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Delaware students call out schools on racism, bias through anonymous Instagram accounts

Sophia Schmidt, Delaware Public Media
The @speakup_delaware Instagram account posts anonymous stories from University of Delaware students

Delaware students have joined a nationwide trend of anonymously sharing their experiences of racism and bias at school on social media. 

The "speak up" Instagram accounts for Wilmington-area private schools, New Castle County VoTech School District and the University of Delaware mimic ones for schools and universities across the country. They’ve posted hundreds of anonymous stories by students and alumni about bias, racism, homophobia or sexual harassment they’ve experienced at the schools.

The account dedicated to the Wilmington-area private schools, @wilmpsspeaks, had over 6,200 followers Wednesday.

“I am a legal immigrant,” wrote one contributor who identified themself as a Sanford student. “But [one student] used to ‘joke’ that I was an illegal Mexican immigrant coming to ‘destroy’ America or a Syrian refugee. People used to ask me everyday how I coulds speak English so well.”

“I was the only Black kid in my grade at the time,” wrote another Sanford contributor. “I would constantly be told my lips were too big, and my classmates would stick out their lips so they could look like mine.”

The account dedicated to the New Castle County VoTech School District, @nccvtspeaks, has shared resources about Black history not commonly taught in schools, common microaggressions in predominantly white schools and how to be a white ally.

“In sophomore year I came out as LGBTQ+, and I was called multiples slurs, especially f***** and d***,” wrote a contributor to @nccvtspeaks, who identified themself as an alum of St. Georges Tech. “I want to say that St. Georges has some diversity, but it still felt very unsafe while I was there.”

The account dedicated to the University of Delaware, @speakup_delaware, had over 2,500 followers Wednesday. It has shared anonymous stories of marginalized students navigating Greek life, the counseling center, academics and campus police. There are several accounts of sexual assault.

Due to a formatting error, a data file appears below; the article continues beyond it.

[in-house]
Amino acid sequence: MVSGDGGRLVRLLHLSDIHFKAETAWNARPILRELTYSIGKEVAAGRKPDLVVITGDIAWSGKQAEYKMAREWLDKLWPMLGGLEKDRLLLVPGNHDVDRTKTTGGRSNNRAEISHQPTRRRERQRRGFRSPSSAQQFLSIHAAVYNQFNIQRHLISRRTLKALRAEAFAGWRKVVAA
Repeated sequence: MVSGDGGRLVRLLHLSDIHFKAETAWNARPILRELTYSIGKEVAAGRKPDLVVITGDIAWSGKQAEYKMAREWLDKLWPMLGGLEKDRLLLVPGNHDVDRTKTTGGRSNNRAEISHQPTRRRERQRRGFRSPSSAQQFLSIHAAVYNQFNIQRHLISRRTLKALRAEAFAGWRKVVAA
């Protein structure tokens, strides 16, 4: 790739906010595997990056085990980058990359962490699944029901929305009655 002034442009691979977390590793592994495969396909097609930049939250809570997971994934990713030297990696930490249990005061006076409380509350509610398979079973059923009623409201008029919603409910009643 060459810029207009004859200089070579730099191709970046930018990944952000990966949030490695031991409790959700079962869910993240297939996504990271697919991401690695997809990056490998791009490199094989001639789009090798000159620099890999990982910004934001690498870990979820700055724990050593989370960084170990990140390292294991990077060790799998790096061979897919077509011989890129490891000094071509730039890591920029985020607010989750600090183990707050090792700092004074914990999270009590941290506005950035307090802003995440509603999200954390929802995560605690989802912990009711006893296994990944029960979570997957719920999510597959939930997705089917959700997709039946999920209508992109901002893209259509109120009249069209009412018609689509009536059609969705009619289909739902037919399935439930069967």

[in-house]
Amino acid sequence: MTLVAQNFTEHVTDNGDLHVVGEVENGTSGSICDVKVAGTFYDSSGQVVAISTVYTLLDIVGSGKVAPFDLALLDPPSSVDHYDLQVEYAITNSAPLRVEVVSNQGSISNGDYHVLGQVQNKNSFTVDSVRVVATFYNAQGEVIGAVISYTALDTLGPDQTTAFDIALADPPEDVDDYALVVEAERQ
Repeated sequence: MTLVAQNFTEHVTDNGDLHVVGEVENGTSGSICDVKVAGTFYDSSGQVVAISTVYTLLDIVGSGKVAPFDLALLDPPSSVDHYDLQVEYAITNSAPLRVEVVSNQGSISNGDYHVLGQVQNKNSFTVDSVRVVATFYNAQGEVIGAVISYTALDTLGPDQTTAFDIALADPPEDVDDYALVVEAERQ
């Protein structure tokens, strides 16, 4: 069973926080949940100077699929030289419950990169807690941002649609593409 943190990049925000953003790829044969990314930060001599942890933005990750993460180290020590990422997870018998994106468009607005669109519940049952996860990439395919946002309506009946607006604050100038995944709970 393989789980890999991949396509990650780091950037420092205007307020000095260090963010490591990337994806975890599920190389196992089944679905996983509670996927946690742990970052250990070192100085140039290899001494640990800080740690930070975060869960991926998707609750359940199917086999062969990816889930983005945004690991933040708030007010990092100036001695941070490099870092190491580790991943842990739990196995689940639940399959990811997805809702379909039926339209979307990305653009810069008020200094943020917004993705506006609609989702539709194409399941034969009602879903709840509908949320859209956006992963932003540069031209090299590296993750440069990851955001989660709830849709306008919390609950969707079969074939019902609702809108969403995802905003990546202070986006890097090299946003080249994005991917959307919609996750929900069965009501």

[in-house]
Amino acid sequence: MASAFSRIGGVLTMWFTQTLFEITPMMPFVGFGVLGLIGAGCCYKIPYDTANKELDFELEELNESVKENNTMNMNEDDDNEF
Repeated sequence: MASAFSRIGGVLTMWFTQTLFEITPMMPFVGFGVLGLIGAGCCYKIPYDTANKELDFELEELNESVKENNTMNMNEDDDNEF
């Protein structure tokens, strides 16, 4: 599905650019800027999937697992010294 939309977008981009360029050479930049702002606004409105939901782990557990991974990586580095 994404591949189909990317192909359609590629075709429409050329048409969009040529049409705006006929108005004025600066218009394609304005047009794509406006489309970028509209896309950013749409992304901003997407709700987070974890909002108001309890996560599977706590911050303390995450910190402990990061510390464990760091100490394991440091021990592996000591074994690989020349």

One contributor recounted a course they took with several other Asian students. “[The professor] consistently mixed up the names of just the Asian students with one another,” they wrote. “The professor never tried to understand [the foreign exchange student’s] accent and instead brushed off all of his comments.”

“I just want to say that I love UD, and I honestly think this page has made me love it more,” another contributor wrote. “It’s far from perfect. But this page has shown that the students and community will come together and fight for change.”

When asked to comment on the Instagram account, UD spokesperson Andrea Boyle Tippett pointed to letters President Dennis Assanis shared with the University community earlier this month on the topic of social justice. 

“Every member of our community — students, faculty, and staff — is welcomed and valued at the University of Delaware,” Assanis wrote in a letterJune 4. “We must ensure that everyone is treated with respect and a sense of belonging.” 

He acknowledged that the school must “do more.”

The account for the Wilmington-area private schools was started by an alumnus of Wilmington Friends School. He asked to remain anonymous because he says he’s already experienced threats of violence and exposure. 

He said his goal in creating the account was to “provide a platform to amplify the voices of the voiceless — mainly Black, Indigenous, people of color, members of the LGBTQ+ community.” The account has received around 900 submissions, he says, and has posted about 300.

The Friends alumnus sees the experiences of marginalized students at many Delaware private schools as “painfully similar.” He says the account has revealed “dangerous truths.”